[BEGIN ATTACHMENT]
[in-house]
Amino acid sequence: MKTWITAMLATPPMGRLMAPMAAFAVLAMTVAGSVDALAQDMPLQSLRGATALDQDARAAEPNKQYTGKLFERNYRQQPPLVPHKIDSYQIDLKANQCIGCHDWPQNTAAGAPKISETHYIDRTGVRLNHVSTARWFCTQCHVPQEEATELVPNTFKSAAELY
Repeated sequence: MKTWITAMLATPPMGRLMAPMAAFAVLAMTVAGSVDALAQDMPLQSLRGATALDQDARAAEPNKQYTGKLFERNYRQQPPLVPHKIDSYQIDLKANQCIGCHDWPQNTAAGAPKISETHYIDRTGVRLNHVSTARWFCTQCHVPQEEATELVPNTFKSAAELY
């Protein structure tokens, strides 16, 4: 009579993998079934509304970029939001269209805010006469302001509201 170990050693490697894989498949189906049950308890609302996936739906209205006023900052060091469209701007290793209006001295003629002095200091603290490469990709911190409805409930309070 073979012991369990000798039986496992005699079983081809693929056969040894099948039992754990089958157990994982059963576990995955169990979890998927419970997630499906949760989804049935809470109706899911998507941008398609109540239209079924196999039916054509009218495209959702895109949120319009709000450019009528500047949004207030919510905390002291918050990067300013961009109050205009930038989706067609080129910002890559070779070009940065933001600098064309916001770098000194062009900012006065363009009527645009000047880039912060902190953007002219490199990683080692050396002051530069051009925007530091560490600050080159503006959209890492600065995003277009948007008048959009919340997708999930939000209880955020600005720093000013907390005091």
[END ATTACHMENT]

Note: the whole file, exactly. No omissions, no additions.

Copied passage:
[in-house]
Amino acid sequence: MKTWITAMLATPPMGRLMAPMAAFAVLAMTVAGSVDALAQDMPLQSLRGATALDQDARAAEPNKQYTGKLFERNYRQQPPLVPHKIDSYQIDLKANQCIGCHDWPQNTAAGAPKISETHYIDRTGVRLNHVSTARWFCTQCHVPQEEATELVPNTFKSAAELY
Repeated sequence: MKTWITAMLATPPMGRLMAPMAAFAVLAMTVAGSVDALAQDMPLQSLRGATALDQDARAAEPNKQYTGKLFERNYRQQPPLVPHKIDSYQIDLKANQCIGCHDWPQNTAAGAPKISETHYIDRTGVRLNHVSTARWFCTQCHVPQEEATELVPNTFKSAAELY
């Protein structure tokens, strides 16, 4: 009579993998079934509304970029939001269209805010006469302001509201 170990050693490697894989498949189906049950308890609302996936739906209205006023900052060091469209701007290793209006001295003629002095200091603290490469990709911190409805409930309070 073979012991369990000798039986496992005699079983081809693929056969040894099948039992754990089958157990994982059963576990995955169990979890998927419970997630499906949760989804049935809470109706899911998507941008398609109540239209079924196999039916054509009218495209959702895109949120319009709000450019009528500047949004207030919510905390002291918050990067300013961009109050205009930038989706067609080129910002890559070779070009940065933001600098064309916001770098000194062009900012006065363009009527645009000047880039912060902190953007002219490199990683080692050396002051530069051009925007530091560490600050080159503006959209890492600065995003277009948007008048959009919340997708999930939000209880955020600005720093000013907390005091």